Austrian Alpenverein - Glaciers Have Lost Average Of 15 Meters In Length In Just One Year

Austria's glaciers have lost an average of 15 meters in length in just one year - this is confirmed by the current glacier report by the Alpine Association. With a shortening of 104 meters, the greatest change in length was measured on the Hornkees in the Zillertal Alps (Tyrol). Despite the relatively snowy and therefore glacier-friendly winter, the hot summer again hit the ice masses heavily in the observation period 2019/2020. The unstoppable glacier retreat also shows how urgently the protection of high alpine areas needs to be redefined.

Glaciers in retreat: figures from the current glacier report

Last summer, the Alpine Club's glacier measurement team re-measured 92 glaciers across Austria. 85 of them (92.4%) withdrew further in the observation period 2019/2020, only seven (7.6%) remained stationary with a change in length of less than one meter. With an average decline of 15 meters, glacier retreat has remained at a high level in the long term, even in the current statistics. Although winter precipitation in 2019/20 exceeded the long-term mean in most areas and large parts of the glaciers were covered by snow until July, there was a strong melting in August and September with temperatures of up to + 2 ° Celsius above the average temperature. "The past year of observation is another in a period of drastic glacial retreat,

In addition to the mere changes in length, the glacier knives have registered striking visual changes throughout Austria, which cannot be recorded in numbers, but unmistakably document the glacier retreat: For example, rock areas that are becoming ice-free, the fragmentation of glaciers, large-scale ice collapse, thinning ice, formation of collapse funnels, Accumulation of debris on the glacier surfaces and the formation of new lakes.

The greatest change in length was measured in 2020 on Hornkees in the Zillertal Alps (Tyrol). This glacier has shortened by 104 meters in just one year. Four other glaciers retreated by at least 50 meters: the Alpeinerferner (Stubai Alps) with 67.2 m, the Pasterze (Glockner group) with 52.5 m, the Gepatschferner (Ötztal Alps) with 51.5 m and the Schlatenkees (Venediger group ) with 50.0 m.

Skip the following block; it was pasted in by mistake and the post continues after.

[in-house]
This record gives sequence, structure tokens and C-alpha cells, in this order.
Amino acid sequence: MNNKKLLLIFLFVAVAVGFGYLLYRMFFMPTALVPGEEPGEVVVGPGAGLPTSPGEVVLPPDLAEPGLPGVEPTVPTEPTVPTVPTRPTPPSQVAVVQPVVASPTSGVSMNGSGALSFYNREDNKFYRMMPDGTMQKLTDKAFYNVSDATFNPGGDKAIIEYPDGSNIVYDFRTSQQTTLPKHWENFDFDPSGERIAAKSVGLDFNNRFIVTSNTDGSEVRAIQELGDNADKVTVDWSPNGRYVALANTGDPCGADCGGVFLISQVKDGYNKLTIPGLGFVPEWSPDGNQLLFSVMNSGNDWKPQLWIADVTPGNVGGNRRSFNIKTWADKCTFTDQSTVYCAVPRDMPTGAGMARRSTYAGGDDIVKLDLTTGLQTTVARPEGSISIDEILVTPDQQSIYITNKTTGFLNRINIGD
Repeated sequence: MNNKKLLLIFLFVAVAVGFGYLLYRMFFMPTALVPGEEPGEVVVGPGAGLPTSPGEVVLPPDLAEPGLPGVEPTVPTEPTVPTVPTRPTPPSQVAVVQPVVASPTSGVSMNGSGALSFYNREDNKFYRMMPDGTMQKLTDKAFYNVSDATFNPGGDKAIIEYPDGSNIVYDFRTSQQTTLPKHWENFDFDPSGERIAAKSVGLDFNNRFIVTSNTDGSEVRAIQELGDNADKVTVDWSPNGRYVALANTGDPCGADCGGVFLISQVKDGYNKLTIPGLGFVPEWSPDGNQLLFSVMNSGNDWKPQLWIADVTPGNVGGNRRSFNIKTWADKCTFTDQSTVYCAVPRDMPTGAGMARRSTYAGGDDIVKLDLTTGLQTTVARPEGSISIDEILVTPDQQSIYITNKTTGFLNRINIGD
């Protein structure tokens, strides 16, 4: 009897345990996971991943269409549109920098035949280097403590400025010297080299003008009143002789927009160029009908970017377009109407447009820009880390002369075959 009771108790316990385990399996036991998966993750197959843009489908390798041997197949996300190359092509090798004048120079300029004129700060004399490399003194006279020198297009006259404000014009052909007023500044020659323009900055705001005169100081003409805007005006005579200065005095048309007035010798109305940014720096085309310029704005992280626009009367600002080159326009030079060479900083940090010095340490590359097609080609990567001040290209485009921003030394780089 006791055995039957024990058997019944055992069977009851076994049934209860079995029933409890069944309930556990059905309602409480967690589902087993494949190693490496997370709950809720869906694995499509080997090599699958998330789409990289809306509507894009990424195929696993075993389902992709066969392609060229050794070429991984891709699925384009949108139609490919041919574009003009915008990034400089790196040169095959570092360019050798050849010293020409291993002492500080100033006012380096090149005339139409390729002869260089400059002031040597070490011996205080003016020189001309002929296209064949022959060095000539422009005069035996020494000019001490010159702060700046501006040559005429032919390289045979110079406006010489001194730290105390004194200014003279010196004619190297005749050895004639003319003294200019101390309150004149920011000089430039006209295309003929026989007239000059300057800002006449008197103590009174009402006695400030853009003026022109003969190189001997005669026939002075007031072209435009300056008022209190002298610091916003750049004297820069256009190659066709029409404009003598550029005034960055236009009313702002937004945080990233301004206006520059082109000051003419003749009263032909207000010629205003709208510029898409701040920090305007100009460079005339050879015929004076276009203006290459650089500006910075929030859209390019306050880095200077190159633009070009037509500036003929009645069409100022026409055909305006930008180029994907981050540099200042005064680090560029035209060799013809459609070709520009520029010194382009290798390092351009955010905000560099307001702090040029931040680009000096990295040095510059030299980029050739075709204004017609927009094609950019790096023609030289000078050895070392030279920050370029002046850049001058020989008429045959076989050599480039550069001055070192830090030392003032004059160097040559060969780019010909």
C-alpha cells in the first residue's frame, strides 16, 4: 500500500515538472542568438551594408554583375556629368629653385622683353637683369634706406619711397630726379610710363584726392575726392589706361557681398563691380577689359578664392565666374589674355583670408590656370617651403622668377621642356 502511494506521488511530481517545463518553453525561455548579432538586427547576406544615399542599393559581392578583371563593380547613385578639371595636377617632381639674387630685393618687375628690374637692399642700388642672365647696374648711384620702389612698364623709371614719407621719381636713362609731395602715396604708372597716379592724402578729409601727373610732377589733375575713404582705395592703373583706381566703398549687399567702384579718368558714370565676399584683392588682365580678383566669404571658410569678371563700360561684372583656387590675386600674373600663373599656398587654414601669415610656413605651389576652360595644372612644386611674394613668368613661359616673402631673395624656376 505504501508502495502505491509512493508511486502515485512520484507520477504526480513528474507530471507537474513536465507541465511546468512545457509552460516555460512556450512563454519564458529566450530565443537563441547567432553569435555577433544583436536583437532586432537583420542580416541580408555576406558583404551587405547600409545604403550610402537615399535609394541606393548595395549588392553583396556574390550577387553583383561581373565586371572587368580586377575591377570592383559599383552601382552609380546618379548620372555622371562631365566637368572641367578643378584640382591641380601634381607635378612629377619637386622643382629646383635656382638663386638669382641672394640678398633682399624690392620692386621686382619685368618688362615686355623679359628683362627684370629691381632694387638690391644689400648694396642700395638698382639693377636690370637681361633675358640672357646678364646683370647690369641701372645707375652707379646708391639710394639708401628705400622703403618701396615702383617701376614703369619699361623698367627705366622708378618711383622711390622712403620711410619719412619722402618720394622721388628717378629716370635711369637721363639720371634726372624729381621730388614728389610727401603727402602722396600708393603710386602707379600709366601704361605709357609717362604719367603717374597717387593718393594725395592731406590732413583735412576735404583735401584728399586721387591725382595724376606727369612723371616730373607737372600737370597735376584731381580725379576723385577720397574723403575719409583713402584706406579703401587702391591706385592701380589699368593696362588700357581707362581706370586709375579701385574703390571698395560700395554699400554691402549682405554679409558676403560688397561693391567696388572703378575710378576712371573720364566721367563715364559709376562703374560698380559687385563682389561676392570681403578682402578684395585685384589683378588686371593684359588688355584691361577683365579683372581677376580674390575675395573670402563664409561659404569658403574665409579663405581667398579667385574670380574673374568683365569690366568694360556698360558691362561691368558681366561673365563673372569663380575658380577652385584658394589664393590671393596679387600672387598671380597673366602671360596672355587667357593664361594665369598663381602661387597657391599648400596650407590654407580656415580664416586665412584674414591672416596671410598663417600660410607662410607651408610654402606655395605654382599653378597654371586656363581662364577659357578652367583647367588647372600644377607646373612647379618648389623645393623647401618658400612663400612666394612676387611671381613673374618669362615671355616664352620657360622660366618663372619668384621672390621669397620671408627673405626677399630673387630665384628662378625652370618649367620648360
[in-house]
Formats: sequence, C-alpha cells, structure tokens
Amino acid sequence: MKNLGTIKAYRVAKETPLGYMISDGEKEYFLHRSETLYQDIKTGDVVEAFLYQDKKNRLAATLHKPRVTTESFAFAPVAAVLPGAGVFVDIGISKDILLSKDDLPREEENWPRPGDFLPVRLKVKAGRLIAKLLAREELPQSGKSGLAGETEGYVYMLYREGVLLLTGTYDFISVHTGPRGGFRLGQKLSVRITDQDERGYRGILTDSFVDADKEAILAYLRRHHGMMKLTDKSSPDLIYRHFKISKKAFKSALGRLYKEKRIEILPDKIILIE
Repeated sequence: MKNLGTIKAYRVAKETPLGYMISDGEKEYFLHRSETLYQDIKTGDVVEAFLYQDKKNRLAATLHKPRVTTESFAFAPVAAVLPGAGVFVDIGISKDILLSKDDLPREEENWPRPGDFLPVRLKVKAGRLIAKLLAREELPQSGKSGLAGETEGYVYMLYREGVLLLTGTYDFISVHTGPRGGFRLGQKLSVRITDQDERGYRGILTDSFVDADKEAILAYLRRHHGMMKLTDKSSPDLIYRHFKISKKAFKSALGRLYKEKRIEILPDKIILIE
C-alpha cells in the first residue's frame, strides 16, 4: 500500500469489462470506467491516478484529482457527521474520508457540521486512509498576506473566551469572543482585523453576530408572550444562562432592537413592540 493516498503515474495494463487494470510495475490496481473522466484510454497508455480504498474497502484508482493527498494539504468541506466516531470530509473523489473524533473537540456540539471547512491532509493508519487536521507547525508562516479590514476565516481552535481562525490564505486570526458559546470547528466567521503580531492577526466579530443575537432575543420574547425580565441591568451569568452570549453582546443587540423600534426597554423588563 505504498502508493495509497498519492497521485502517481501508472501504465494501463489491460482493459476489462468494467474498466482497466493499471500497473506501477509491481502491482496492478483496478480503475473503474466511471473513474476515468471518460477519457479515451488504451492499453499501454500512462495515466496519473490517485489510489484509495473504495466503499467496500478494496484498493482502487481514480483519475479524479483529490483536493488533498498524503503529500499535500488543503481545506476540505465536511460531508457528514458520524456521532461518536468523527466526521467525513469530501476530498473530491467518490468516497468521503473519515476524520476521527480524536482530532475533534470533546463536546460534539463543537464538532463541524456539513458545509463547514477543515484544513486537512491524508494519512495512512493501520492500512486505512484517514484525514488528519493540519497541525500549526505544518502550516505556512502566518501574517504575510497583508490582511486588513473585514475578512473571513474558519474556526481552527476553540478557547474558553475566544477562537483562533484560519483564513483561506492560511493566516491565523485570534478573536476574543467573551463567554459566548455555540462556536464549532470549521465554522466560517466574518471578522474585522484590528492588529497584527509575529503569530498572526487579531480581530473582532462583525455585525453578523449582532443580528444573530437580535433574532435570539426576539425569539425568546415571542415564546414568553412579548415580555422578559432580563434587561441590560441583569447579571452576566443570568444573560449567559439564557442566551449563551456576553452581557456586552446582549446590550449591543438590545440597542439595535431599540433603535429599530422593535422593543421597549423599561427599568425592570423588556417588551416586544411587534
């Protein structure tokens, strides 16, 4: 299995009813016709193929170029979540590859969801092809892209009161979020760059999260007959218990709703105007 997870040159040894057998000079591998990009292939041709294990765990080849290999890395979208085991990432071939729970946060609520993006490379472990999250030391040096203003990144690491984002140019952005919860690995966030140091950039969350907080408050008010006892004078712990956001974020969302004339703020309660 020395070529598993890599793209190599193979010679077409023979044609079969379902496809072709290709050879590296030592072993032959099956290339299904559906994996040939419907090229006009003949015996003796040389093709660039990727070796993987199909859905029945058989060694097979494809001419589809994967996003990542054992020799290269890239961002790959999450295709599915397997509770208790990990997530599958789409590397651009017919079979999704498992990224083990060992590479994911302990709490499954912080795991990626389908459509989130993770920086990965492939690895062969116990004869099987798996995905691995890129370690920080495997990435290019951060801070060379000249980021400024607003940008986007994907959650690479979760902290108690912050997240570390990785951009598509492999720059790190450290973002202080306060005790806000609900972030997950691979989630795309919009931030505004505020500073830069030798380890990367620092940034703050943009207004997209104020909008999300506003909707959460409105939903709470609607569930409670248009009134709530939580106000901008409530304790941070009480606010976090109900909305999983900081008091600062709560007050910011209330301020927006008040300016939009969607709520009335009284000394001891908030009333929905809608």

Pasterze shorter by 52.5 meters in one year

Austria's largest glacier, the Pasterze on the Großglockner, recently lost 52.5 meters in length - again an above-average value. Your glacier tongue is still flat in disintegration, as the ice supply from the higher parts of the glacier is decreasing. The Pasterze is one of the glaciers on which the thickness of the ice and the glacier movement are regularly measured. Compared to the previous year, the entire glacier tongue of the Pasterze has sunk by an average of 6.1 meters - a little more than in the measurement period 2018/2019.

Alpine Association demands glacier protection with no ifs or buts

“The fact that the retreat of the glaciers is a result of rising temperatures cannot be denied. This development can hardly be stopped, the system is too sluggish and the natural areas too sensitive for that. Our glaciers make this slow but steady change understandable in a sad way. As silent memorials of the climatic changes, they will probably no longer be recognizable in a few decades ”, Ingrid Hayek, Vice President of the Austrian Alpine Club, points out.

One more reason for the Alpine Association, as a nature conservation organization, to insist not only on glacier protection, but also on the protection of the surrounding high alpine regions.

Above all, the Alpine Club is still opposed to the weakening of glacier protection in the Tyrolean Nature Conservation Act. After the absolute protection of the glaciers, the glacier foreland and the moraines in Tyrol had been legally anchored in 1991 and any technical development of glaciers and their catchment areas was prohibited, the comprehensive protection status was revoked in 2004. In 2006 a “spatial planning program on the protection of glaciers” followed. However, this deliberately excludes areas of ski tourism interest from the protection status - for example that between the glacier ski areas Ötztal and Pitztal, or currently that in Kaunertal.

“You need glacier protection with no ifs or buts. Protection that also takes into account the current changes in the high mountains. Not only the glaciers themselves, but also the areas affected by the melting are increasingly under pressure. In the context of state law, these are often referred to as 'Alpine wasteland'. But this soil is by no means 'wasted'. It turns out to be a breeding ground with immeasurable development potential. Glacier protection must therefore also be redefined in this context and the broader term glacier must be taken into account in the Environmental Impact Assessment Act, ”says Hayek.
Via the glacier measurement service of the Alpine Club

The Alpine Club's glacier measuring service has been observing local glaciers for 130 years and meticulously recording their changes in length. In addition, measurements of the flow velocities and the surface height are carried out on some glaciers. In the current reporting year 2019/2020, 23 volunteer glacier knives with around 70 accompanying persons under the direction of Gerhard Lieb and Andreas Kellerer-Pirklbauer from the Institute for Geography and Spatial Research at the University of Graz were on duty for the Alpine Club. They examined 92 glaciers in twelve mountain groups across Austria - from the Dachstein Mountains to the Silvretta.

Share This Article